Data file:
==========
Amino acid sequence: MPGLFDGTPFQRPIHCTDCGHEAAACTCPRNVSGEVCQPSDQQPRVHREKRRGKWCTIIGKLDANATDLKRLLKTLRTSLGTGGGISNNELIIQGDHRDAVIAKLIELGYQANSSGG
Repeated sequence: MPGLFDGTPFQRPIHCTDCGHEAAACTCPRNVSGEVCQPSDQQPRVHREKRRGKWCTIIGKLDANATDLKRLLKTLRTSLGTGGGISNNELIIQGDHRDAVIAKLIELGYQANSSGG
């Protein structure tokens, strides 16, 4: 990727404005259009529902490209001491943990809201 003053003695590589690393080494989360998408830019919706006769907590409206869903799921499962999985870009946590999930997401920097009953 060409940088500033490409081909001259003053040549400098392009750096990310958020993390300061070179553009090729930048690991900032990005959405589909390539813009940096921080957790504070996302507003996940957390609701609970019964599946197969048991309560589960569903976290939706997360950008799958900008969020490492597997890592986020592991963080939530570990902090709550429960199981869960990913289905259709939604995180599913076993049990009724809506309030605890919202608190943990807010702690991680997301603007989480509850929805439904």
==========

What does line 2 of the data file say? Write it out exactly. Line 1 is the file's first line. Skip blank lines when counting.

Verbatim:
Repeated sequence: MPGLFDGTPFQRPIHCTDCGHEAAACTCPRNVSGEVCQPSDQQPRVHREKRRGKWCTIIGKLDANATDLKRLLKTLRTSLGTGGGISNNELIIQGDHRDAVIAKLIELGYQANSSGG